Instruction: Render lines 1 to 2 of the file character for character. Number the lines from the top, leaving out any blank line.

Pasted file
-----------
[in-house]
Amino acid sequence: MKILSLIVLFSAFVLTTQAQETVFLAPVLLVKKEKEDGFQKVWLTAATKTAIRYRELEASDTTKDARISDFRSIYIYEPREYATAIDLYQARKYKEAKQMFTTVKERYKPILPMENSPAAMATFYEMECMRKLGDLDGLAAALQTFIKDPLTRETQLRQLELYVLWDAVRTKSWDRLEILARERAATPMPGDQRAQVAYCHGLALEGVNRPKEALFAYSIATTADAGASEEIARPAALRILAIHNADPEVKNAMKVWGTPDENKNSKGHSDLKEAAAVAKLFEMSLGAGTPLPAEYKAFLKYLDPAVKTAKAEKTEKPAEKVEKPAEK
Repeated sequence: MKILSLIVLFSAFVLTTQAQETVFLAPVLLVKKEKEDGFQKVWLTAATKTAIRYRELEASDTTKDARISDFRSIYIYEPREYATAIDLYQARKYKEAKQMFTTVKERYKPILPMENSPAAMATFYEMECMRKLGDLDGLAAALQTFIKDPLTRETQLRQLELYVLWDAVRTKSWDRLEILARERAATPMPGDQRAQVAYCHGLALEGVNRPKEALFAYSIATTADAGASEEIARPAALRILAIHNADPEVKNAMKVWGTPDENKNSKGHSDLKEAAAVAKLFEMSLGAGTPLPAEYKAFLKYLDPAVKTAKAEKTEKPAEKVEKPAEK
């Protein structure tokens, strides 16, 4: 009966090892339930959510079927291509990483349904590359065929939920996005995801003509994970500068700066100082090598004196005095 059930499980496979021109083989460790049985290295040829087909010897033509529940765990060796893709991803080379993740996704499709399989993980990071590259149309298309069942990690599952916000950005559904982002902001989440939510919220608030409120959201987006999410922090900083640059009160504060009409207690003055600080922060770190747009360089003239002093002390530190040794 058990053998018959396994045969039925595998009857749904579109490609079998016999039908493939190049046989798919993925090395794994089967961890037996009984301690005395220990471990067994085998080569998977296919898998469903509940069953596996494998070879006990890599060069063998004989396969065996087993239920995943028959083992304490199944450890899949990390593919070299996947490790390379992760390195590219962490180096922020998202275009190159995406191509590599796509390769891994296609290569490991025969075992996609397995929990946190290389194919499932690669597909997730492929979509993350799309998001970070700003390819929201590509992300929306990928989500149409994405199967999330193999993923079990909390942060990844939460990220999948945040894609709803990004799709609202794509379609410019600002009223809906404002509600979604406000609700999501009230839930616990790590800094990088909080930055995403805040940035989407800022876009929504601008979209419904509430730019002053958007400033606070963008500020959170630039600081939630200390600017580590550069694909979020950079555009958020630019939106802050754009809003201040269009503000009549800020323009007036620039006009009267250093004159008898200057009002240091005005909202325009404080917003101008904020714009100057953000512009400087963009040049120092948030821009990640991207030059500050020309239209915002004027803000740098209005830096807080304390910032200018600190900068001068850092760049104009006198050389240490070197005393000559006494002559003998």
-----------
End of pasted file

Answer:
[in-house]
Amino acid sequence: MKILSLIVLFSAFVLTTQAQETVFLAPVLLVKKEKEDGFQKVWLTAATKTAIRYRELEASDTTKDARISDFRSIYIYEPREYATAIDLYQARKYKEAKQMFTTVKERYKPILPMENSPAAMATFYEMECMRKLGDLDGLAAALQTFIKDPLTRETQLRQLELYVLWDAVRTKSWDRLEILARERAATPMPGDQRAQVAYCHGLALEGVNRPKEALFAYSIATTADAGASEEIARPAALRILAIHNADPEVKNAMKVWGTPDENKNSKGHSDLKEAAAVAKLFEMSLGAGTPLPAEYKAFLKYLDPAVKTAKAEKTEKPAEKVEKPAEK